Looking for some guidance on a smart motor issue. We have a team whose robot is big and geared up to go fast, but the stress being put on the two drive-train smart motors when stopping/starting suddenly is causing the internal gears to slip/click. Has anyone else experienced this and solved it, aside from reducing the gearing and slowing the robot down? Maybe through programmed acceleration/deceleration, adding motors to the drive-train to distribute the stress, or some other kind of mechanical adjustment that simulates braking or otherwise eases the momentum force being applied to the gears when going from forward to reverse, or vice versa, suddenly? Just looking for a general direction for the team members to explore before they turn the motors into $20 paperweights.
Have you adjusted the speed and torque of the motors through programming?
They don’t want to reduce the overall speed through programming, because they want it to go fast. Perhaps there is a way to program it in a way that simulates braking when changing motor directions? So that the motors don’t go from 100% forward to 100% reverse, but rather some kind of gradual slowdown, even if it’s just milliseconds. I’m guessing it’s possible but am curious if anyone has ever tried it to solve this problem.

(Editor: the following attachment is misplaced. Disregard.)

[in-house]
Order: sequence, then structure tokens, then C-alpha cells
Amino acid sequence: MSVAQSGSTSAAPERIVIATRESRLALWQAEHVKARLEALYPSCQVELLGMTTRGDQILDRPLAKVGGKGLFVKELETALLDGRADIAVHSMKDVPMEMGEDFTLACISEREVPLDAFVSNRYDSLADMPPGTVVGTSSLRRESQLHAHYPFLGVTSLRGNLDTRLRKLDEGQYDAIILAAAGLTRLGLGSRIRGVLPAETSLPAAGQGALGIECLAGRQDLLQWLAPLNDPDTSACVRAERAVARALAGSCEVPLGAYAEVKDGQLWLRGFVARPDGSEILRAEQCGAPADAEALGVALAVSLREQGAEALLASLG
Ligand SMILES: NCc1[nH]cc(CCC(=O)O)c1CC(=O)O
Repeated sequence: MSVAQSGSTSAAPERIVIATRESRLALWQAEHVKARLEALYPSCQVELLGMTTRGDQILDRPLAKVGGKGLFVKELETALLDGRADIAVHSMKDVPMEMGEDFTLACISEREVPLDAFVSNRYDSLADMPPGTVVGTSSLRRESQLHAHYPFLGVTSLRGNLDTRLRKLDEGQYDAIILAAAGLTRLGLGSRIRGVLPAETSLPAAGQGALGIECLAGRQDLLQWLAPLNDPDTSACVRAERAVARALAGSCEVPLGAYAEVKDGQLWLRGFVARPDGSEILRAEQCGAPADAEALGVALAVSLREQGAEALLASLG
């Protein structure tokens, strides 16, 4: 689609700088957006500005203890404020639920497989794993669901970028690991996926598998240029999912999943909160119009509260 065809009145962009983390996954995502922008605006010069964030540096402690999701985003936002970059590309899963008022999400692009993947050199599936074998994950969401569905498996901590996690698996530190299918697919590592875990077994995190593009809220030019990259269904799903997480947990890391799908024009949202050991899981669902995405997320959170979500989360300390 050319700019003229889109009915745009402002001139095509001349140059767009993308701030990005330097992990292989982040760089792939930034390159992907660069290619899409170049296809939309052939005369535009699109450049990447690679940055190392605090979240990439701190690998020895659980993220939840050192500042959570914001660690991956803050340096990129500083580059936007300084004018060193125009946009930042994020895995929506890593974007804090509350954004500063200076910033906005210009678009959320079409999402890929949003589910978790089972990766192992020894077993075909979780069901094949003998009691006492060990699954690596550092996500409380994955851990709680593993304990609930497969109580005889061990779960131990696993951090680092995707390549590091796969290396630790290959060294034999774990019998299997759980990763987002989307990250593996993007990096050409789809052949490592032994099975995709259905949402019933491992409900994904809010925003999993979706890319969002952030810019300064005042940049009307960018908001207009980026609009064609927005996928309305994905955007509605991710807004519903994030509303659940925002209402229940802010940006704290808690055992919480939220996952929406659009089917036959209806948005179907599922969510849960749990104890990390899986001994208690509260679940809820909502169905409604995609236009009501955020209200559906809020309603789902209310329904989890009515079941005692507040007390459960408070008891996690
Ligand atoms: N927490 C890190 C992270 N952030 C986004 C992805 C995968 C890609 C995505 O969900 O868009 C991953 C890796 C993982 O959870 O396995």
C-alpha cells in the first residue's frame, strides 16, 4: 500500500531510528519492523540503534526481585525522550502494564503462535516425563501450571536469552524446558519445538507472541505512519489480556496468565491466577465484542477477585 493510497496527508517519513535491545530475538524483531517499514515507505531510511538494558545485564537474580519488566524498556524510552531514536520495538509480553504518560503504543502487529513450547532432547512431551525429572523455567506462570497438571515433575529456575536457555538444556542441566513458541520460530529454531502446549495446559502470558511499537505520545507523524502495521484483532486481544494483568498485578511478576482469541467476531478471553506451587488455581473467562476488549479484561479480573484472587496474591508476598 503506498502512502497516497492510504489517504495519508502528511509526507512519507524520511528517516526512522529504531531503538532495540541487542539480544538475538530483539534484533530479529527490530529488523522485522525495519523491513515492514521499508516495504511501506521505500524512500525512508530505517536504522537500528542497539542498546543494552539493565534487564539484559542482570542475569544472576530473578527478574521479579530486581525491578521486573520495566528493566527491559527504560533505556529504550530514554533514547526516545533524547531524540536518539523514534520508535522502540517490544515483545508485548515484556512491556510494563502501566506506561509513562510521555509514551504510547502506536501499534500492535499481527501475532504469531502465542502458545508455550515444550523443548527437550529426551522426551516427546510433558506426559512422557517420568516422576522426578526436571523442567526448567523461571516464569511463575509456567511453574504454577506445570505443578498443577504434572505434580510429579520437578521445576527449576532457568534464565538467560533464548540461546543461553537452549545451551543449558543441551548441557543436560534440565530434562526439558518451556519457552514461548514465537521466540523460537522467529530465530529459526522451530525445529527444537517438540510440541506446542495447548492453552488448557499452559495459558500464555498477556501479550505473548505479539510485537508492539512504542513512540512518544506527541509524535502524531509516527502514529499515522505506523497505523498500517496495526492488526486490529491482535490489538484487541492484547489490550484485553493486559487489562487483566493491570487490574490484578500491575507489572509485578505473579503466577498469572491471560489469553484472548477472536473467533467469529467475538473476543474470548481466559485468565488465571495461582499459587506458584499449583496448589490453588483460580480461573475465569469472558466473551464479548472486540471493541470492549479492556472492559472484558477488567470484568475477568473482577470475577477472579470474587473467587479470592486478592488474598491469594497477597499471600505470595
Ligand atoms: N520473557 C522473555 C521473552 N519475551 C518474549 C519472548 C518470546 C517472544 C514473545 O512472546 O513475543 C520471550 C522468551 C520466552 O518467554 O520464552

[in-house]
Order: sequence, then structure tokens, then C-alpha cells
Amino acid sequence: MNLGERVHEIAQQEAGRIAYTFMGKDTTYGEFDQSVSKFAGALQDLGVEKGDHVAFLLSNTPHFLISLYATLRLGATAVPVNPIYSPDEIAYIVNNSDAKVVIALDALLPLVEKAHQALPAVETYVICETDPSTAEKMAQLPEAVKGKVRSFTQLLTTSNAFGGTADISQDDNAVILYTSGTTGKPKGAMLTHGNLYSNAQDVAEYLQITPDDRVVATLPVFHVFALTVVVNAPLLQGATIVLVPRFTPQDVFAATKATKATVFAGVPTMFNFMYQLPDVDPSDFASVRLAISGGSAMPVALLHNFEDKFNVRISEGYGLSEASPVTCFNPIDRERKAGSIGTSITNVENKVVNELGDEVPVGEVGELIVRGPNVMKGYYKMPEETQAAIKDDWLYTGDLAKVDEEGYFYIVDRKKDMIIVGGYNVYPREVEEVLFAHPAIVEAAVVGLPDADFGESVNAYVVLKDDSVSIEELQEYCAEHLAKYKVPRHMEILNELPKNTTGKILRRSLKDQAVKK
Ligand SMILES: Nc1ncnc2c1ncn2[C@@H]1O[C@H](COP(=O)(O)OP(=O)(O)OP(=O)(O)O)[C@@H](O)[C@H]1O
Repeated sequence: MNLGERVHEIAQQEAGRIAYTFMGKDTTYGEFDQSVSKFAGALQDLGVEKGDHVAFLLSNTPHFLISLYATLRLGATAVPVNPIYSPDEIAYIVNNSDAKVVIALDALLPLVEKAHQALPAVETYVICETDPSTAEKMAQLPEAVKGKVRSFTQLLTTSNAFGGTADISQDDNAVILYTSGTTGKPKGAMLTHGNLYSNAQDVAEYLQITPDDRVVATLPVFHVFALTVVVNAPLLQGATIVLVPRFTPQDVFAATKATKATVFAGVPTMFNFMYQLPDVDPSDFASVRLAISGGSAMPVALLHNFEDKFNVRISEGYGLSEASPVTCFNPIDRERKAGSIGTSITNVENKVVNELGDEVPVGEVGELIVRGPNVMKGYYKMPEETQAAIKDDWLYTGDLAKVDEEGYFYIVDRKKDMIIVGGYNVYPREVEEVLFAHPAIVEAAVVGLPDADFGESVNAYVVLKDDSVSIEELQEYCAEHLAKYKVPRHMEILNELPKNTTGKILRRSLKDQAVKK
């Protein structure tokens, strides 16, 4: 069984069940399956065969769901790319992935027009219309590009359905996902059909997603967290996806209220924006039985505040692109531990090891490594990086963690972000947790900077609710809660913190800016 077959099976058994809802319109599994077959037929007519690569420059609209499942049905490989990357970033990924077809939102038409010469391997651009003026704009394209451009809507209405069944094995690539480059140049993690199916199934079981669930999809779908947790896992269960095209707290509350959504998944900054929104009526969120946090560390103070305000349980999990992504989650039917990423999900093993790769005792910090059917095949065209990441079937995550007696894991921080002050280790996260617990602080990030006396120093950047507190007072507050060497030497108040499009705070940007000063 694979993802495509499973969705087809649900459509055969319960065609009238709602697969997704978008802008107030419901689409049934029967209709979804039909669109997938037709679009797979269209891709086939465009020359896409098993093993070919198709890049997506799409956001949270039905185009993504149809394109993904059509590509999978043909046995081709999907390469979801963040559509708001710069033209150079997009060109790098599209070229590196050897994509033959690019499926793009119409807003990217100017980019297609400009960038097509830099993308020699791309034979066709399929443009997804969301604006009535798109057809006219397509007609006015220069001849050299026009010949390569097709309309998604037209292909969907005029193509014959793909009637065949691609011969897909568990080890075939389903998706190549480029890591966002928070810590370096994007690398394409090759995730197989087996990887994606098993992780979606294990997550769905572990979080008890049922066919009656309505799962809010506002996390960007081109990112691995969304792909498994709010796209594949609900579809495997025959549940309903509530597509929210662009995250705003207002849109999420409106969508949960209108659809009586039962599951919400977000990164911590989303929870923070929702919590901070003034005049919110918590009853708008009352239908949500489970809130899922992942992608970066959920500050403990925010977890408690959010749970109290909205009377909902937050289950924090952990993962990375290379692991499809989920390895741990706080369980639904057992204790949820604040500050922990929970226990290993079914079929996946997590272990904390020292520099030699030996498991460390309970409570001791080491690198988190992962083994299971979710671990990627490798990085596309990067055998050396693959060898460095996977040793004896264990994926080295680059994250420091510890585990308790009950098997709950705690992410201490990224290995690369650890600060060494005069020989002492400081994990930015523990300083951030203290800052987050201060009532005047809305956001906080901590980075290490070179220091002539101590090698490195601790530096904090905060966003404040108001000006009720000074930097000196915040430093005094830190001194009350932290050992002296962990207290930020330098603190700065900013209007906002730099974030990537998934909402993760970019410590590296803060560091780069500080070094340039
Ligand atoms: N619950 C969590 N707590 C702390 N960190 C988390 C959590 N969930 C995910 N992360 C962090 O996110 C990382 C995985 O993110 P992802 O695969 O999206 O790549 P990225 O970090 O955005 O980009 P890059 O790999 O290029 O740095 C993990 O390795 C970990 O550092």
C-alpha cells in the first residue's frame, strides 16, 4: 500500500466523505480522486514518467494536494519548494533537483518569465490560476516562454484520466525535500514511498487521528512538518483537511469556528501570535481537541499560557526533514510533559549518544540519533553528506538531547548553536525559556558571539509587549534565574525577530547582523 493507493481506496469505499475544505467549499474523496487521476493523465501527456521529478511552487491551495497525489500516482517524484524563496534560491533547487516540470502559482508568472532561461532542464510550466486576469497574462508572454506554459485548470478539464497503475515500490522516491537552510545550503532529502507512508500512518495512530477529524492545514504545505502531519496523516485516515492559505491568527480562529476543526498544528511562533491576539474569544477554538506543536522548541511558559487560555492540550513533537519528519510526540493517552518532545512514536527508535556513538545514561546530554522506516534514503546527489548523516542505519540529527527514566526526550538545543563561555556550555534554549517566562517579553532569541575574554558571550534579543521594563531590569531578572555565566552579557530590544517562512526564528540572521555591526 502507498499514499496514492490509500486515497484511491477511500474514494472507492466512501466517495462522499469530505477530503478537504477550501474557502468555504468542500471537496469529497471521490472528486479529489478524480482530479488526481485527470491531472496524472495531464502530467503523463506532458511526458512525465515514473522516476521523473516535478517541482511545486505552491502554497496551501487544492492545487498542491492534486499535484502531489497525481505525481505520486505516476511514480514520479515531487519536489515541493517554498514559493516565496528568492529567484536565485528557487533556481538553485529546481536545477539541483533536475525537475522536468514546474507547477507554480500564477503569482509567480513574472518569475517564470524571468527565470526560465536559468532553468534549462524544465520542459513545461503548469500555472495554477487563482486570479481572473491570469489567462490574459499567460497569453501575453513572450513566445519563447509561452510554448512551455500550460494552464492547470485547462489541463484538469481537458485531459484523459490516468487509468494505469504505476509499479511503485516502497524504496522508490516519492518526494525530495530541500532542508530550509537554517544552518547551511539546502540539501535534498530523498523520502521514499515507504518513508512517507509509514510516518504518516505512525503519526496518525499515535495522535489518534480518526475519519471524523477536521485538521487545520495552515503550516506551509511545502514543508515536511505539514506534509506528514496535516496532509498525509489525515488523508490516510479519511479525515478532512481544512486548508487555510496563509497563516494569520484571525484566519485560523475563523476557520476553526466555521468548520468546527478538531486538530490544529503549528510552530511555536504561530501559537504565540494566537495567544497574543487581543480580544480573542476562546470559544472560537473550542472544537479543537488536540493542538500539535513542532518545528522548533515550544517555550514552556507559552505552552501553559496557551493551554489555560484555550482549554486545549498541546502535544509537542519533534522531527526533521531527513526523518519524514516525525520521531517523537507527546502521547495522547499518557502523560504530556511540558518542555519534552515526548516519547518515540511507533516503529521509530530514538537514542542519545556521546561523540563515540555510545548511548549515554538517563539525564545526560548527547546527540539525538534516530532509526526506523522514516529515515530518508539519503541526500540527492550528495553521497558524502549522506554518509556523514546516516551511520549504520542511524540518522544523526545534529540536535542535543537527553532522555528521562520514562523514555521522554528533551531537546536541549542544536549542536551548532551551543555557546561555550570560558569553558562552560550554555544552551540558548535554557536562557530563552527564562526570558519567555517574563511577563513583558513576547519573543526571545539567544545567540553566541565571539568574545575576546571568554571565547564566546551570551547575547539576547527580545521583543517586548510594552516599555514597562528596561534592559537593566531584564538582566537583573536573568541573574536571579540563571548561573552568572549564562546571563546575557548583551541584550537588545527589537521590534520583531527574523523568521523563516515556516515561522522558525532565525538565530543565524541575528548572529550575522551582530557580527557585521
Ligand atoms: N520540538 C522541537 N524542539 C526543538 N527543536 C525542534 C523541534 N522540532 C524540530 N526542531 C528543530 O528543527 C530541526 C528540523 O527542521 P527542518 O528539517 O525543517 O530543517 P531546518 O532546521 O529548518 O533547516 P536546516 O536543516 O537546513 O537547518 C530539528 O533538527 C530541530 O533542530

They have been able to reduce/eliminate the slippage by manually being more gradual on the joysticks, but that takes a lot of concentration, and they’d rather not have to think about it in the heat of a timed match.
You can definitely limit acceleration. Some of my teams have done it to improve accuracy but we’ve never experienced internal gear slippage so we’ve not done it to solve that particular problem.
There are several ways to do it. You can create a function to ramp up power based on measured time, or just save the previous power value and limit the next value to some small delta from that before inputting into the drive command.
Our programmers are meeting tonight so I’ll ask them to investigate something along those lines. They could benefit from improved accuracy anyway.